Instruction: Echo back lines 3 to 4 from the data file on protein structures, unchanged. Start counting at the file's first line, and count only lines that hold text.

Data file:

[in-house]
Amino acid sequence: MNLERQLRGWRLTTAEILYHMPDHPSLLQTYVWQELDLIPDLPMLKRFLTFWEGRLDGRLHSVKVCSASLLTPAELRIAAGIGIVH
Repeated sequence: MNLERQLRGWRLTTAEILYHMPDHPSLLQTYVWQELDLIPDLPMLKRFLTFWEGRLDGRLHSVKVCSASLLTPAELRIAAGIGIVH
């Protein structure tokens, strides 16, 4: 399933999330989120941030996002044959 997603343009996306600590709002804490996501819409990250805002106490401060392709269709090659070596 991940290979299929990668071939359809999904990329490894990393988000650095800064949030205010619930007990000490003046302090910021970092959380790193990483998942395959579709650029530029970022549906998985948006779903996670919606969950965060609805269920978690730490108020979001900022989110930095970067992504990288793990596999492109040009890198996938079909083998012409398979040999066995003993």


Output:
Repeated sequence: MNLERQLRGWRLTTAEILYHMPDHPSLLQTYVWQELDLIPDLPMLKRFLTFWEGRLDGRLHSVKVCSASLLTPAELRIAAGIGIVH
């Protein structure tokens, strides 16, 4: 399933999330989120941030996002044959 997603343009996306600590709002804490996501819409990250805002106490401060392709269709090659070596 991940290979299929990668071939359809999904990329490894990393988000650095800064949030205010619930007990000490003046302090910021970092959380790193990483998942395959579709650029530029970022549906998985948006779903996670919606969950965060609805269920978690730490108020979001900022989110930095970067992504990288793990596999492109040009890198996938079909083998012409398979040999066995003993």